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bsmith23

If your players wanted a protocol droid...

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1. Buy one

2. Steal one (Restaining Bolt anyone?!)

3. Build it from Scratch

4. Get one as payment for a job

5. Introduce one as the property of the antagonist and give them a chance to claim him after disposing of the former owner

6. Free one from an abusive "droid hating but still using one" NPC (although this could qualify as 1, 2 or 5 depending on how it is handled)

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Lots of options you can provide and wait what they do with them.

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2 hours ago, bsmith23 said:

...would you hand wave it, or turn it into a side quest/adventure?

Thoughts or ideas?

Any time players have added a droid to the group, it amounted to nothing. The players all have comparable (or better) skills so it only came into play sometimes that the droid could contribute to a roll.  So, I think a lot of answering your question is: Why do the PC's want one?  To boost their social skills?  In an RPG, the players usually interact with the NPC's in conversation so it seems weird to have a PC do the talking and then roll the protocol droid's social skill. 

OTOH, droids can cost a lot, so I don't know what position they are in to purchase one.  It might require a separate adventure to acquire one, yes. Depends on what course you have plotted for your group as to whether it would sidetrack the campaign.  You can always make an adventure of something like that.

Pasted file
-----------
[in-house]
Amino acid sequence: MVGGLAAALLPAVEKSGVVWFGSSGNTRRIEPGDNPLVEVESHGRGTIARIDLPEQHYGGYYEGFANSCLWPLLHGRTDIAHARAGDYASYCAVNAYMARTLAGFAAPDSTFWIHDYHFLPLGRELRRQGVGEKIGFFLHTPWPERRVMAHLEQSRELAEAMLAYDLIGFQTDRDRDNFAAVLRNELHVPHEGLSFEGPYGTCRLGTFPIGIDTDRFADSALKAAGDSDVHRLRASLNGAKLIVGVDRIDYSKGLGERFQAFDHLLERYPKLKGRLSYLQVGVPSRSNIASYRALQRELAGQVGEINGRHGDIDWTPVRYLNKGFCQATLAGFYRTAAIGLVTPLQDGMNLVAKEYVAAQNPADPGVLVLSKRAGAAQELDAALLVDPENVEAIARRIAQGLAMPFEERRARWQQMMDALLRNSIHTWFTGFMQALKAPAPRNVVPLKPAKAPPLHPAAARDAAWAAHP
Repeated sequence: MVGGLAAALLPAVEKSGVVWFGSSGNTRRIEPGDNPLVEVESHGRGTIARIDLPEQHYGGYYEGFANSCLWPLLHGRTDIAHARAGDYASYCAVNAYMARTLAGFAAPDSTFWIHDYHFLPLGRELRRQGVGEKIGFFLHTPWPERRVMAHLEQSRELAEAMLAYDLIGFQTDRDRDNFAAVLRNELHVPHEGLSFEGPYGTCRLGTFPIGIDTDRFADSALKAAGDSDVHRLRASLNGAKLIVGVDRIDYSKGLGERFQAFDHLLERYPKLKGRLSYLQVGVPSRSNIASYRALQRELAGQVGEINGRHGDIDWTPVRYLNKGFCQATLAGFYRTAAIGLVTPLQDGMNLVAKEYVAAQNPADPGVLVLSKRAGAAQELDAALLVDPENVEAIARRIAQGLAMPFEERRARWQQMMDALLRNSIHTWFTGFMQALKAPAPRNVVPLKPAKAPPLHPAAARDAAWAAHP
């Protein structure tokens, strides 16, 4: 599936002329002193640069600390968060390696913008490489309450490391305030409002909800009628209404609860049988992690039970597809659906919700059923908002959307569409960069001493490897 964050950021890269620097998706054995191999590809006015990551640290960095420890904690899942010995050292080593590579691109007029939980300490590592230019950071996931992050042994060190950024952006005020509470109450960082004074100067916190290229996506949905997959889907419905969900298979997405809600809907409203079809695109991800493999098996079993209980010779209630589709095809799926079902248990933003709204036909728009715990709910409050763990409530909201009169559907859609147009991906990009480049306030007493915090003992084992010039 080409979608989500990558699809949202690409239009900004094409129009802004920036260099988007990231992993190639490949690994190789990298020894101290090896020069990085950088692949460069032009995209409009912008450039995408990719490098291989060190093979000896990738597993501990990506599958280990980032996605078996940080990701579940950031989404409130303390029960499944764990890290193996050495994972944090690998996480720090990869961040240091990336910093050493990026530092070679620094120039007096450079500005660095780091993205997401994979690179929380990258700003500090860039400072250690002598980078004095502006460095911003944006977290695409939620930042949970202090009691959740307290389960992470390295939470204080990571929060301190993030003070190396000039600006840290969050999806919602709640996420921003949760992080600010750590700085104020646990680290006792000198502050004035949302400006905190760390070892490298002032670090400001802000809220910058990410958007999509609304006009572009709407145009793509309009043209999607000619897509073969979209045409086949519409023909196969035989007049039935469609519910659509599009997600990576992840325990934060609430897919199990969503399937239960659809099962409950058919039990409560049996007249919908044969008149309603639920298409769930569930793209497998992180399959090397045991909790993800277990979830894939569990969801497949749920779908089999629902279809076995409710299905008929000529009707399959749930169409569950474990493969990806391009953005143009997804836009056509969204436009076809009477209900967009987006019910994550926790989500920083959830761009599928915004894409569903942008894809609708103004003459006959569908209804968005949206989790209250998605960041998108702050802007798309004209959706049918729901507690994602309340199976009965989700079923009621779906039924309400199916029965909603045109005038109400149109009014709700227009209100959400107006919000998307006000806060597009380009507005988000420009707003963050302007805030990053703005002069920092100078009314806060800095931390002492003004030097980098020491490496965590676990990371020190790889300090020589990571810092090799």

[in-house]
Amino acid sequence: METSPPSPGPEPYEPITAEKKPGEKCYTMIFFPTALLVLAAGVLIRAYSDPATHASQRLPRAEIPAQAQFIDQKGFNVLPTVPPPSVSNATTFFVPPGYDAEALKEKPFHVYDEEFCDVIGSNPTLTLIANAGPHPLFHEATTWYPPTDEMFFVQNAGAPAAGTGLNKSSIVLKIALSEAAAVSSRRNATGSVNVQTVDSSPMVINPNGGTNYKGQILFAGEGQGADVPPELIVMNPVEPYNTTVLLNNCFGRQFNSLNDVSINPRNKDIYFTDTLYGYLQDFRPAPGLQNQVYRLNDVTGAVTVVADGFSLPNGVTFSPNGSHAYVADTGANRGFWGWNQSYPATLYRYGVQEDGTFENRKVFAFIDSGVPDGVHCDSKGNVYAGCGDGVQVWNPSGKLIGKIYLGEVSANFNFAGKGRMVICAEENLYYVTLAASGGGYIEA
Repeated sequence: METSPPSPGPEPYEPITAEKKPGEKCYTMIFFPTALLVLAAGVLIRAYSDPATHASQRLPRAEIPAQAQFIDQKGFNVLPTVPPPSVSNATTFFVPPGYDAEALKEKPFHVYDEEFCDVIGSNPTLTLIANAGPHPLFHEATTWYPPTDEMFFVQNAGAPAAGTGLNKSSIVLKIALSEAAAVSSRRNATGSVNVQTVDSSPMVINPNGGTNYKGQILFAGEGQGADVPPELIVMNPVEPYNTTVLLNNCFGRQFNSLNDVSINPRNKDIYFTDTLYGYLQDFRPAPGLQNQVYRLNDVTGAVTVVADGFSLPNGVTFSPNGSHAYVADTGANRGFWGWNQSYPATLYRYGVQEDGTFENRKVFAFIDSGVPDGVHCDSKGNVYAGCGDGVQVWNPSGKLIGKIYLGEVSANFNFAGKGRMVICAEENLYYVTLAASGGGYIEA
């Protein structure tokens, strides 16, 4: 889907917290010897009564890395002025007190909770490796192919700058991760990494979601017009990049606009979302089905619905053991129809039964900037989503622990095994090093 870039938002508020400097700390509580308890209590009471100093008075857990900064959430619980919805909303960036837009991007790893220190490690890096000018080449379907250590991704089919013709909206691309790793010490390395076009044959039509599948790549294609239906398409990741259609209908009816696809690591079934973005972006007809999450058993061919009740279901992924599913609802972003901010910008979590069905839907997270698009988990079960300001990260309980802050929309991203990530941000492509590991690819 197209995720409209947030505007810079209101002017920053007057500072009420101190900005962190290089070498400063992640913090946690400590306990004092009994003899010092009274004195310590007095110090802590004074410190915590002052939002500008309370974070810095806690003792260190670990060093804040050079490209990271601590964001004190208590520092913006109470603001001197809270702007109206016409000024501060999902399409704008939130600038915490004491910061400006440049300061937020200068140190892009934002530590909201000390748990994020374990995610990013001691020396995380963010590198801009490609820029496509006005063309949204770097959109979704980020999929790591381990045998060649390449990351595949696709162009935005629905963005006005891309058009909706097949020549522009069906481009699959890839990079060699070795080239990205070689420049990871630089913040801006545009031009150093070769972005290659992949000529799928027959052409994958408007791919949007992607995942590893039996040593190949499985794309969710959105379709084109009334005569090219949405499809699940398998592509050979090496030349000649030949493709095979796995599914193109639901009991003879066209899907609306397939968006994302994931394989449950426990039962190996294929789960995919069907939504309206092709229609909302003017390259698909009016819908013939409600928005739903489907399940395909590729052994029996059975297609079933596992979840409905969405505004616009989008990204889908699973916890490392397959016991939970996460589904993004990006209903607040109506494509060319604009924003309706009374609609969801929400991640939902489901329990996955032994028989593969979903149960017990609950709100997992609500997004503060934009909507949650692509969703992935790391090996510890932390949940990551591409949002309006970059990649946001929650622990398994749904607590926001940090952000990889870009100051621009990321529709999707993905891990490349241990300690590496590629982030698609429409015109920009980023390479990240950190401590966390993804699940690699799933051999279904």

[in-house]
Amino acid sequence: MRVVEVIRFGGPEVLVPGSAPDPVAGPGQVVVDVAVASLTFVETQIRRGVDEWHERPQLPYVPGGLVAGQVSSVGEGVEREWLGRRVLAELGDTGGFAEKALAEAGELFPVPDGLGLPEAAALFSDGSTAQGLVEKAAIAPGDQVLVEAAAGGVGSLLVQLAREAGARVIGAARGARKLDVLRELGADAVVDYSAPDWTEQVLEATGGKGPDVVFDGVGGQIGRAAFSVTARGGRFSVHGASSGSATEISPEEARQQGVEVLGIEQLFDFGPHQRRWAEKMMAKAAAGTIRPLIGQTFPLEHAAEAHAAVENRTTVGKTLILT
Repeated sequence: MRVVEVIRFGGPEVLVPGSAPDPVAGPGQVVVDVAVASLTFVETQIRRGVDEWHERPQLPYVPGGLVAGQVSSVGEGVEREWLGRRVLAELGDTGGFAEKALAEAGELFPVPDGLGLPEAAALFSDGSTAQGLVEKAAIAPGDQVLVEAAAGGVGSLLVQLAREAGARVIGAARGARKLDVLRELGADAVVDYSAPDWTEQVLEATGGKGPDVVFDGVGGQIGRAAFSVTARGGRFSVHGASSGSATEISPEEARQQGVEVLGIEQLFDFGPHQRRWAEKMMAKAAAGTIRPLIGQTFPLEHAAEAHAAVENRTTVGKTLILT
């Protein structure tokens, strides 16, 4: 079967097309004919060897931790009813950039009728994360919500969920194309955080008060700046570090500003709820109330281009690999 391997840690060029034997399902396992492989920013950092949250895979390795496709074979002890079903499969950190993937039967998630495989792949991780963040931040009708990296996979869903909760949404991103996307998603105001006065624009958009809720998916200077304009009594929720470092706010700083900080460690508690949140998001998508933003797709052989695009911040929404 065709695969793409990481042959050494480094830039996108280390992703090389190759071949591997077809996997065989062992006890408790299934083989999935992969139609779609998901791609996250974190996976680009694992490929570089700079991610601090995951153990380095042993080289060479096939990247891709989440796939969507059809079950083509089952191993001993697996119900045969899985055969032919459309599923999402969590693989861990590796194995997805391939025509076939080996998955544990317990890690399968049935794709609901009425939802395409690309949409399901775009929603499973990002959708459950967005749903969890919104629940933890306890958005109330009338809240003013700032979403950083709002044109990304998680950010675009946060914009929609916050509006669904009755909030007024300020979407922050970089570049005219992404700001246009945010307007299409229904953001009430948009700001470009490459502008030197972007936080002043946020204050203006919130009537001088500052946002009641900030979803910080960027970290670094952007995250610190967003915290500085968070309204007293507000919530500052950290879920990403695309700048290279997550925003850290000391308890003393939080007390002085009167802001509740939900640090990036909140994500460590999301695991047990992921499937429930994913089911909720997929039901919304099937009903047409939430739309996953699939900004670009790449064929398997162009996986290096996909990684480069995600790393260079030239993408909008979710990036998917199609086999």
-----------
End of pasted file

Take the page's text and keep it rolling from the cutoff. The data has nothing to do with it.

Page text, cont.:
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1 hour ago, DurosSpacer said:

[...] Why do the PC's want one?  To boost their social skills?  In an RPG, the players usually interact with the NPC's in conversation so it seems weird to have a PC do the talking and then roll the protocol droid's social skill.

More on this, if that's what the group wants, I would caution against it. When an NPC is the primary face of the group, you end up with all your social scenes with the GM just talking to himself. It's not fun for anyone.

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1 hour ago, bsmith23 said:

I think its mostly for translation, some formalities. 

 

36 minutes ago, Vorzakk said:

Because the system has no language skills, the corebook specifically advises to handwave language barriers.  

Yes and no. It advises handwaving them unless the story calls for it

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4 hours ago, bsmith23 said:

I think its mostly for translation, some formalities. 

Well, I wouldn't miss the opportunity to give it some quirks. ;)  Like being TOO honest. Thinks out-loud. Is cowardly. 

Even though the game does not make it such, I would say that a droid moves at a significantly slower pace (based on the movies) and is terrible at climbing or navigating obstacles.  Not trying to be difficult with the PC's, but if it adds no flavor to the campaign, then there's not much point. At least make it entertaining. 

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8 hours ago, Vorzakk said:

Because the system has no language skills, the corebook specifically advises to handwave language barriers.  

I don't think you should hand-wave 6 million forms of communication :) 

Aren't droids a manufactured product? Seems like a good way to have the players spend some of the massive mounts of credits they normally have. Or steal the droid.